Inclusive International Tax Systems Crucial in Strengthening Developing Countries’ Fiscal Policies, Green Transition, Speakers Tell Economic and Social Council
Fair and inclusive tax systems are essential in enhancing developing countries’ efforts to strengthen their financial and fiscal policies and accelerating the green transition, the Economic and Social Council heard today, as members held the 2023 Special Meeting on International Cooperation in Tax Matters.
“The world does not have a crisis of resources; it has a crisis of sharing and managing those resources effectively,” said Amina Mohammed, United Nations Deputy Secretary-General. Given that 40 per cent of developing economies are suffering from severe debt problems, it is crucial to strengthen international tax cooperation, she underlined, noting that tax-related illicit financial flows, tax avoidance and tax evasion are draining much needed resources and undermine long-term sustainable development. Calling for fair international tax systems, she emphasized that the use of tax policy as a lever to drive the transition from fossil fuels to renewable energy sources could drastically accelerate the green transition.
Echoing those sentiments, Mathew Gbonjubola, Co-Chairperson of the United Nations Committee of Experts on International Cooperation in Tax Matters to the Economic and Social Council, detailed that body’s work to help countries mobilize domestic resources for sustainable development by broadening their tax base, strengthening tax administration and helping curb tax avoidance and evasion. Taking into account the needs and capacities of developing countries, the Committee has expanded its work programme to address policy concerns related to wealth taxes and indirect taxes, including health taxation. He drew attention to numerous easy-to-administer approaches adopted by the Committee, including the United Nations Model Double Taxation Convention.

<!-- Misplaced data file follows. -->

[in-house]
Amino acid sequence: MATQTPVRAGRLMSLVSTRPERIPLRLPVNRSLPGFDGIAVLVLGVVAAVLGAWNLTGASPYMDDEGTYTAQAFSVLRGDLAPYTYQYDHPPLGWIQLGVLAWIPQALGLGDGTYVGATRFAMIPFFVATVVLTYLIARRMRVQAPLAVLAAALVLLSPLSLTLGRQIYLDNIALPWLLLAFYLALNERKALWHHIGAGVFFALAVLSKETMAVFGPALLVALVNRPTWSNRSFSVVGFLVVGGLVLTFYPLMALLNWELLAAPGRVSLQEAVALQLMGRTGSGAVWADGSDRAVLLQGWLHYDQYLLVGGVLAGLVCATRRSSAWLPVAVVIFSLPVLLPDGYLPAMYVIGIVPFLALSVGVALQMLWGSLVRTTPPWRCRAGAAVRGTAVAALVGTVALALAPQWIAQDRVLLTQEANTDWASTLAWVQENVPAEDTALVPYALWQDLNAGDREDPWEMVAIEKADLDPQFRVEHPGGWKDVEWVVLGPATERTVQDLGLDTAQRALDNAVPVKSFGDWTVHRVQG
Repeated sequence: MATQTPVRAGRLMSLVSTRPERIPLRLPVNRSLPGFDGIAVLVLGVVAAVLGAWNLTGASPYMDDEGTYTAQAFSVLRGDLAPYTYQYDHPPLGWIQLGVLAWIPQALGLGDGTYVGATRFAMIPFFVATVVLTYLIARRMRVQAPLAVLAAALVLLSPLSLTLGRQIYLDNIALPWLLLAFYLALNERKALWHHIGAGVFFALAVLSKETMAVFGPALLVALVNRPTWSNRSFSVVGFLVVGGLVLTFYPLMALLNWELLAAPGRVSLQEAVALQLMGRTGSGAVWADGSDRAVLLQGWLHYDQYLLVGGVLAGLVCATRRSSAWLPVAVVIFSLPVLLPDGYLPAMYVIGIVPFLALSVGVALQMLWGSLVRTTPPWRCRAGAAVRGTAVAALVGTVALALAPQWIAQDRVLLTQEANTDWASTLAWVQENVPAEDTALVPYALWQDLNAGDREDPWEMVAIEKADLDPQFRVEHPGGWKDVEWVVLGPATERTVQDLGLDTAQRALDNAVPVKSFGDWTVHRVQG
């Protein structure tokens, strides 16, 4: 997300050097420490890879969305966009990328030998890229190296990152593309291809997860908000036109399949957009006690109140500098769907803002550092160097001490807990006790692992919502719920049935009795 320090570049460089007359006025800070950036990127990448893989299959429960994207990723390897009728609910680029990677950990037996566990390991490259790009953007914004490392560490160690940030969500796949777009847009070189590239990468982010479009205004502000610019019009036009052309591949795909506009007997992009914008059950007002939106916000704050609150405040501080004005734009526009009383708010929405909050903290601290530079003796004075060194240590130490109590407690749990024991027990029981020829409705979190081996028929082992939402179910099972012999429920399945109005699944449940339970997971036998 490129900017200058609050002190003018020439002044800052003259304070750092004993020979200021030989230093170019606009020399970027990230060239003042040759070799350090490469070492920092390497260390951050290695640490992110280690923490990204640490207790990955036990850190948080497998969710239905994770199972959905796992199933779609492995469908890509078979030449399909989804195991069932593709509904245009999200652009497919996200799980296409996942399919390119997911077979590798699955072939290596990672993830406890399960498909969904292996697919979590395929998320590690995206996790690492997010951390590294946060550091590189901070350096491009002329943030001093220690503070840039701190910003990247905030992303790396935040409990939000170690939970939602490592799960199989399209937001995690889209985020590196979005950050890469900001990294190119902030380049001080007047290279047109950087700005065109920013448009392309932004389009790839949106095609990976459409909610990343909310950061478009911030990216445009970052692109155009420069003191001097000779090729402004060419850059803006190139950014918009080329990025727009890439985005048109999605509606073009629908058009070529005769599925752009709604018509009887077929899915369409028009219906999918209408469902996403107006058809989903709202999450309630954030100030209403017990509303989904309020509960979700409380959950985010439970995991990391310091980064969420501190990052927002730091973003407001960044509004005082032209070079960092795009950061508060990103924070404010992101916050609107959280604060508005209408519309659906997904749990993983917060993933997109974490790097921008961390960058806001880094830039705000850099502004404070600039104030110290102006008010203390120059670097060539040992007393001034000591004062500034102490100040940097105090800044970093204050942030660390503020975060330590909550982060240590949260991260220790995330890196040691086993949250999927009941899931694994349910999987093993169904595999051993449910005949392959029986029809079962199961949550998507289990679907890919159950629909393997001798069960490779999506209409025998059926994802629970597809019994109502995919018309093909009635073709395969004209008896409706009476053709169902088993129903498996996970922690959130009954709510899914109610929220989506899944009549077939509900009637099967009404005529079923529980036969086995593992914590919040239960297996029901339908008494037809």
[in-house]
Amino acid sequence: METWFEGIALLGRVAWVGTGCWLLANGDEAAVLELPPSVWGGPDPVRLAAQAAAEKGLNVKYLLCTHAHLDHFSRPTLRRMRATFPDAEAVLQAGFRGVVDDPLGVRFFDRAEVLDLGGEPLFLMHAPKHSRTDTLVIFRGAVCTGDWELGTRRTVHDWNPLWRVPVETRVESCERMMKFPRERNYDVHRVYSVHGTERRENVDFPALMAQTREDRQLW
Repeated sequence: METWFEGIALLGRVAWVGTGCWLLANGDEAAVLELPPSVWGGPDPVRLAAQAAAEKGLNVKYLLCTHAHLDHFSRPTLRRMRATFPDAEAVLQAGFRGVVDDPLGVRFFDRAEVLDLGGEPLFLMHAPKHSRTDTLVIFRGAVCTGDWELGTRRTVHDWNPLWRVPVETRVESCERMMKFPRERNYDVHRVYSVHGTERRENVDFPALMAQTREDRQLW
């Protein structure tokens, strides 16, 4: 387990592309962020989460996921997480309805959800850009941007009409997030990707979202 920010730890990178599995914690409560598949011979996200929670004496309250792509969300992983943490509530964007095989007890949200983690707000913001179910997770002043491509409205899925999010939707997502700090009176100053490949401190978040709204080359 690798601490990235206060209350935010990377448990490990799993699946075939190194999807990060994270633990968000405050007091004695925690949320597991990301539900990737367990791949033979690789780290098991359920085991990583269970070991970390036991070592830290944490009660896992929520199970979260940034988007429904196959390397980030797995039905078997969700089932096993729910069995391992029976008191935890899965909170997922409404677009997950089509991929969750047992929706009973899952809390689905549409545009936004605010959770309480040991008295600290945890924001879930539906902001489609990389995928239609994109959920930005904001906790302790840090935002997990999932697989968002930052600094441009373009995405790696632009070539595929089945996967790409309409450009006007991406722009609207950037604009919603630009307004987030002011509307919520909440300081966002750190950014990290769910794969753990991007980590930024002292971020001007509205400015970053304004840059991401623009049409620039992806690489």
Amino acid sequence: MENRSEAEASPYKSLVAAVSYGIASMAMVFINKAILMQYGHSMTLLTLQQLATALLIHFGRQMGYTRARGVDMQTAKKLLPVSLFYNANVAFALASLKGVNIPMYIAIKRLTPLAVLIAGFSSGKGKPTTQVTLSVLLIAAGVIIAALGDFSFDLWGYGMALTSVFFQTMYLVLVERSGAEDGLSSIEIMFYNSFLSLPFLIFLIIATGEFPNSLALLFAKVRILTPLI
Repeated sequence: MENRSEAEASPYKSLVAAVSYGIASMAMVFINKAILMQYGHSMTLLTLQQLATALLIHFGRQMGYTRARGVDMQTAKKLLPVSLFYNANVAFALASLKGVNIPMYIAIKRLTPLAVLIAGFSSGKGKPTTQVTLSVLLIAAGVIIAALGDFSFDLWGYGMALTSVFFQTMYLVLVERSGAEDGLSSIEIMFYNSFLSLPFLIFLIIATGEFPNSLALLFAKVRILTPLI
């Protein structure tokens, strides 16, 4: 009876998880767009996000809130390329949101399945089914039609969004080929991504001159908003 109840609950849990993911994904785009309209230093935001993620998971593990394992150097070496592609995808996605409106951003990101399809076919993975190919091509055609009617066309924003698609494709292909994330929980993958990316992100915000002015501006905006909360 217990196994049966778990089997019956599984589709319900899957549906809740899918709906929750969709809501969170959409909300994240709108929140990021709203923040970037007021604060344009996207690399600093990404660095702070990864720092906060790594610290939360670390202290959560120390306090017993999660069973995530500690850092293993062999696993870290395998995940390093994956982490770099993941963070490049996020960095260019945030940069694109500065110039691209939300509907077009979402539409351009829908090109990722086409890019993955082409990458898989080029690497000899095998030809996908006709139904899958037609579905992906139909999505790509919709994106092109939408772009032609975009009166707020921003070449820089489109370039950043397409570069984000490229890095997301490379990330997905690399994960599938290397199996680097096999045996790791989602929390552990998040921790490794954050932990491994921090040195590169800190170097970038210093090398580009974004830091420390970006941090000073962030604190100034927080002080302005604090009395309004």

Zainab S. Ahmed, Minister for Finance, Budget and National Planning of Nigeria, giving her keynote speech via videoconference, expressed concern about the lack of inclusiveness in the development of taxation frameworks. Developing countries are being punished by unilateral declarations and “blacklisted by forums and bodies in which they have no voice”, she pointed out. Given their lower-capacity tax systems and their inequitable experience with the results of arbitration under international investment agreements, she urged that proposals for mandatory arbitration on tax dispute settlement be addressed. The United Nations has the convening power to lead an inclusive tax cooperation process, she said, adding that a binding multilateral convention is the most effective way to deliver international tax norms that meet the needs and capacities of developing countries.
The Council then held the first of two panels, “Promoting Inclusive And Effective International Tax Cooperation at the United Nations”, with panellists addressing challenges faced by developing countries and detailing strategies to achieve an inclusive and equitable international tax order.
One of four panellists, Yariv Brauner, Hugh Culverhouse Eminent Scholar and Chair in Taxation Law at the University of Florida, pointed out that the existing regime is not only archaic but also insufficiently adaptable to a world where domestic economies and tax policies are interdependent. Therefore, the focus must be on the division of taxing rights, not on policing each other in a tax competition framework. An effective dispute resolution mechanism would serve the interest of all — especially developing countries — he said, highlighting the importance of creating a framework agreement for tax coordination.